Loading
Search
NEWS STORIES

Dr. Kate Hospice honors social worker with "High Five Service of Excellence" awardSubmitted: 03/16/2018
Katie Thoresen
Katie Thoresen
Senior Producer
kthoresen@wjfw.com

Dr. Kate Hospice honors social worker with
ARBOR VITAE - Hospice workers help people in their finals days. 

It's a hard job that sometimes goes unnoticed.

That's why co-workers and community members took the time Friday to honor one social work at Dr. Kate Hospice in Arbor Vitae.


Brie Hoban was given Ascension's "High Five Service of Excellence" award Friday. 

The award was a complete surprise to Hoban.

"I'm very surprised by it, humbled, very appreciative," said Hoban. 

Hoban was nominated by three of her co-workers for her work both in the office and with patients. 

"I've been able to work with Brie for over a year. She's just an amazing presence for our team. She's always able to step outside of a box and kind of meet those things that are on bucket lists that the patient might have before they finish the end of their life," said Clinical manager Chris Reed-Roeser. She was one of the people to nominate Hoban. 

One of Hoban's patients had ALS and could only speak through a computer. 

Hoban was able to find a video of the man speaking before he lost his voice. At the request of her patient, Hoban gave it to the man's wife as a Christmas gift after he passed away. 

Hoban said it's moments like that that keep her going. 

"When we get hospice patients, they have spent however long fighting," said Hoban. "By the time we get them, we get to bring them peace and end of life comfort and care so that they can have quality of life so I guess that's what keeps me going."

High Five award recipients have to meet certain criteria.

This includes "exceptional interpersonal skills" and listening "not only with ears but also with heart."


Text Size: + Increase | Decrease -
| Print Story | Email Story
Sponsored in part by HodagSports.com





 IN OTHER NEWS

TOMAH (AP) - A veterans affairs hospital in Wisconsin is using nontraditional therapies for pain and mental health as officials continue to address problems with over-prescribing medication at the facility.

Wisconsin Public Radio reports that the Tomah VA Medical Center is one of 18 veterans hospitals across the country launching the U.S. Department of Veterans Affairs' Whole Health program.

Whole Health coaches help VA patients set personal health and wellness goals, address chronic pain, prevent illness or injury and treat mental health needs. The program also uses alternative therapies like tai chi, acupuncture and Healing Touch, which focuses on restoring a person's energy field.

The initiative comes four years after a veteran died at the facility from a mixture of prescribed drugs. Federal investigations found that some staff were over-prescribing drugs.

+ Read More

MINOCQUA - Some people in Minocqua noticed their water had a brown tint on Friday. The Lakeland Sanitary District says the water is clean and safe.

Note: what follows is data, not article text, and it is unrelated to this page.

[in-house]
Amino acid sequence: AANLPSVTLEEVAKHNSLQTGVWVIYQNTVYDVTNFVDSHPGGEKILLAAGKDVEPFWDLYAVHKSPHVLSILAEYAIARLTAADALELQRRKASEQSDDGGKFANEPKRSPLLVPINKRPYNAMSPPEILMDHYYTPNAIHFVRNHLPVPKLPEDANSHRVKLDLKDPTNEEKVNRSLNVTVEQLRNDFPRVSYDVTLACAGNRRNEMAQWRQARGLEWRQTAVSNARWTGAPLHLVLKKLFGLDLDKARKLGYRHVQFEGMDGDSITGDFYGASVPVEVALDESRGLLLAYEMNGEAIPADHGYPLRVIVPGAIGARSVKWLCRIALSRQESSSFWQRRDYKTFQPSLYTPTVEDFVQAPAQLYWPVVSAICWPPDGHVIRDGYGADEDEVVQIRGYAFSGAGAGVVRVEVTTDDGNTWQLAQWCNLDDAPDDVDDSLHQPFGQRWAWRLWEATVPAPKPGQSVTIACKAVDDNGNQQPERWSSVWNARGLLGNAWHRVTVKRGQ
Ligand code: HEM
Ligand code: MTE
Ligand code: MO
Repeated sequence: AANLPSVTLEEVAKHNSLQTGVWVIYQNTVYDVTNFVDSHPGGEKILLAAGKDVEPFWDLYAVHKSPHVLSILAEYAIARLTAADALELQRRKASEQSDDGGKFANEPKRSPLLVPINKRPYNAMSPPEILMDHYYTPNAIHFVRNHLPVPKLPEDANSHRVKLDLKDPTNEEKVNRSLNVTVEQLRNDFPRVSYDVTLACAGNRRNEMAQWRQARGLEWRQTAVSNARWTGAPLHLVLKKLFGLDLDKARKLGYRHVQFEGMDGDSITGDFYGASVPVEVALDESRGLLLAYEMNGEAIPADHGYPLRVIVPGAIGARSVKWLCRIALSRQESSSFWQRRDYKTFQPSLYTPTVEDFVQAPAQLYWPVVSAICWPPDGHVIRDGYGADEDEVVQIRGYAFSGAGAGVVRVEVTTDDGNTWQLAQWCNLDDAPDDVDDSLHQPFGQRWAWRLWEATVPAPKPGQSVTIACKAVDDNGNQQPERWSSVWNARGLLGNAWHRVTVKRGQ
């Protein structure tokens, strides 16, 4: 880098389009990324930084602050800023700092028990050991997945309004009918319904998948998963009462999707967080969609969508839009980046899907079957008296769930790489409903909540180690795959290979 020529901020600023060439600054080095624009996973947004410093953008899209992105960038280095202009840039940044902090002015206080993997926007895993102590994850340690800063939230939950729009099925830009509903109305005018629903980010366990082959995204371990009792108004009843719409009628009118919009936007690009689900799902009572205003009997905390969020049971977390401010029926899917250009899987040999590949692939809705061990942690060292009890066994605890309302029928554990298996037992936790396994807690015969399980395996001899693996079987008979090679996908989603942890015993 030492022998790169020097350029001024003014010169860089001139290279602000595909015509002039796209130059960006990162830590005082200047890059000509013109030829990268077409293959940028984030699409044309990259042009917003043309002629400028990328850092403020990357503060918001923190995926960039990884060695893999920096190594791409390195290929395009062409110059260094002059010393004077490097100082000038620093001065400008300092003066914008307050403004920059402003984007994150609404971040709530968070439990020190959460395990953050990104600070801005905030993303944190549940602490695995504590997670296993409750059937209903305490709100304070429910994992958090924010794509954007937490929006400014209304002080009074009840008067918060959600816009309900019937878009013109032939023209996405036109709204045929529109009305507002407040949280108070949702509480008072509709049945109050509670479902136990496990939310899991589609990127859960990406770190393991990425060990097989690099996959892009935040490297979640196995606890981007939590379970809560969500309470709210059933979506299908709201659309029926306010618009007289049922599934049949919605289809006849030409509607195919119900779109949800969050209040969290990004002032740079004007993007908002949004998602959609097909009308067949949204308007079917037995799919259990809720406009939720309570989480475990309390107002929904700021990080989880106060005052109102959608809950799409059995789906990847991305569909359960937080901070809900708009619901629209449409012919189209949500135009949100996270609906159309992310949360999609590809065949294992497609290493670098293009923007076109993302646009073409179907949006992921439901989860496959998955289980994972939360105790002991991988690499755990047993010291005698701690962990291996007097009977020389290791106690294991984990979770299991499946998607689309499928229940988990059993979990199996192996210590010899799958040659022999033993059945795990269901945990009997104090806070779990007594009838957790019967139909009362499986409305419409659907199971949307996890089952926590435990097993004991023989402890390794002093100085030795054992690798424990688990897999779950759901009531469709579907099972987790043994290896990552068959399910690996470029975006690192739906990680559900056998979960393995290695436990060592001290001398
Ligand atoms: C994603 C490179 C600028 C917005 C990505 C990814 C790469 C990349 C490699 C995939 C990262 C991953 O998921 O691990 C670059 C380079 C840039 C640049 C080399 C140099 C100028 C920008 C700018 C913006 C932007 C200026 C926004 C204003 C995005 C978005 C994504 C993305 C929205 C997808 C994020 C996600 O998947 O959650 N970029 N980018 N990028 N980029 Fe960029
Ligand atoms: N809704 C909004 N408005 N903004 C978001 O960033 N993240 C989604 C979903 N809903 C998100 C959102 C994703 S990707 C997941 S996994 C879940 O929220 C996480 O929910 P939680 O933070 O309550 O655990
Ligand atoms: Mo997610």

Crews were running fire hydrants to fix a water main. A well unexpectedly started and mixed iron into the water which left a brownish color. 

A superintendent from the sanitary district says water is now clear but If you do see color in your water run the cold faucet for a few seconds. 

+ Read More

Play Video

RHINELANDER - A Northwoods radio station did something special to celebrate World Record Store Day. WXPR Public Radio created a pop-up record store in Rhinelander.

The temporary store was created inside Art Start and ran from 12 p.m. to four p.m. on Saturday. Organizers say listeners donated about 4,000 vinyl records and 2,000 CD's for the pop-up shop.

+ Read More

Play Video

RHINELANDER - More than 100 people came together Saturday night to raise money to support the fight against Alzheimer's and dementia. A personal connection to the disease made some people eager to help.

"I have experienced it on both sides of my family," said Holiday Acres Resort Manager Kari Zambon.

+ Read More

Play Video

MERRILL - A Northwoods group that supports victims of domestic abuse or sexual assault took the time to thank those whose support makes the program possible. HAVEN (Household Abuse Victims Emergency Network) hosted an open house on Friday in Merrill. 

The open house was held in part to celebrate the program's 35th anniversary. It also allowed people who have supported HAVEN over the years to get a tour of the facility and get to know the employees there. 

+ Read More

Play Video

MERRILL - A member of the Merrill School Forest Program received special recognition on Friday. Director Russell Noland earned a LEAF award from Wisconsin's School Forest Program.

Students, parents, and other community members came together to witness the award presentation.

The award honors people that excel in leading learning experiences and activities in forestry.

+ Read More

MADISON - Researchers examining forests in northern Wisconsin say Native American reservations have older trees and better plant diversity and tree regeneration than surrounding state or national forests.

Wisconsin Public Radio reports that Dartmouth College and University of Wisconsin-Madison researchers recently published their findings in an issue of the Ecology and Society journal. Researchers studied forests on four Native American reservations.

+ Read More
+ More General News
Search: 





Click Here